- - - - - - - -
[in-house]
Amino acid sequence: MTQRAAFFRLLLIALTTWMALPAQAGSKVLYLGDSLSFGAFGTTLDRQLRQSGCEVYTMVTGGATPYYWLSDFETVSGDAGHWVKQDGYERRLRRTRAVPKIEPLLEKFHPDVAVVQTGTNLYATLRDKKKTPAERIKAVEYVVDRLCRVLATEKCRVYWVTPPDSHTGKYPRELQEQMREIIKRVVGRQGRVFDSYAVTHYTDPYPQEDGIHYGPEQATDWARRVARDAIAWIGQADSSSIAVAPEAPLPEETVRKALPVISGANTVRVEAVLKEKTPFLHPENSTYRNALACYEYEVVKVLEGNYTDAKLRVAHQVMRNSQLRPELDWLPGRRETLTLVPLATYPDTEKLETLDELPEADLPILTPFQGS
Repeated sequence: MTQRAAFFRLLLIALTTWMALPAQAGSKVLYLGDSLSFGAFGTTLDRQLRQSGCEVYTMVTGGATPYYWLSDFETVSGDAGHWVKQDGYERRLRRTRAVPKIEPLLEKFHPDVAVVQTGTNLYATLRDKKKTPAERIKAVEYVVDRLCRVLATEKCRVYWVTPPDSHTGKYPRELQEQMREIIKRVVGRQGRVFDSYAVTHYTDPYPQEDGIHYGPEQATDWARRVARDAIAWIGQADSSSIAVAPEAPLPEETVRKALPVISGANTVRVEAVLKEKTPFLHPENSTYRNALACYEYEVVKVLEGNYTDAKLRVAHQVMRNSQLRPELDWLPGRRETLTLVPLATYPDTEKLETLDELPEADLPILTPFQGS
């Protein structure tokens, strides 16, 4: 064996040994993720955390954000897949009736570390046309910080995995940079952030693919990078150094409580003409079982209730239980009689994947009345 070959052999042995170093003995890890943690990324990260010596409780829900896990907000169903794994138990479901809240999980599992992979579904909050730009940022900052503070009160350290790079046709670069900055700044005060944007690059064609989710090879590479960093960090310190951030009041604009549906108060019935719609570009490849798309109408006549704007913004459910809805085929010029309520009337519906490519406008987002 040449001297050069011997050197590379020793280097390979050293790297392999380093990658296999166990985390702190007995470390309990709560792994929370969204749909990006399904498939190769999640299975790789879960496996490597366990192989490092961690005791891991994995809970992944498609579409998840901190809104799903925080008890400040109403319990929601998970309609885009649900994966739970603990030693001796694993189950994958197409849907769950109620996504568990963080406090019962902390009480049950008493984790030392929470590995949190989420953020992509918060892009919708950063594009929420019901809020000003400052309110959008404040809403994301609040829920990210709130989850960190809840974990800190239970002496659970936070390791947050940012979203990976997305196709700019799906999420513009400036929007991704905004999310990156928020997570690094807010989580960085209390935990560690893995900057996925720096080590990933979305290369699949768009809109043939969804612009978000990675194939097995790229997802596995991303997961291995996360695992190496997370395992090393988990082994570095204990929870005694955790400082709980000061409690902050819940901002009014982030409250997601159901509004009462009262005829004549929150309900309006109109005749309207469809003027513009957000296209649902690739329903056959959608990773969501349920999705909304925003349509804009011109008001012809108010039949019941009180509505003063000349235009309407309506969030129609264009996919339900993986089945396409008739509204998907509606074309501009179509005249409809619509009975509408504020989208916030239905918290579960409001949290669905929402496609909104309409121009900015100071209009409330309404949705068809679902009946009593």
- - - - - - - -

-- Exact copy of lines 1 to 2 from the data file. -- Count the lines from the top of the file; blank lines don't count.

[in-house]
Amino acid sequence: MTQRAAFFRLLLIALTTWMALPAQAGSKVLYLGDSLSFGAFGTTLDRQLRQSGCEVYTMVTGGATPYYWLSDFETVSGDAGHWVKQDGYERRLRRTRAVPKIEPLLEKFHPDVAVVQTGTNLYATLRDKKKTPAERIKAVEYVVDRLCRVLATEKCRVYWVTPPDSHTGKYPRELQEQMREIIKRVVGRQGRVFDSYAVTHYTDPYPQEDGIHYGPEQATDWARRVARDAIAWIGQADSSSIAVAPEAPLPEETVRKALPVISGANTVRVEAVLKEKTPFLHPENSTYRNALACYEYEVVKVLEGNYTDAKLRVAHQVMRNSQLRPELDWLPGRRETLTLVPLATYPDTEKLETLDELPEADLPILTPFQGS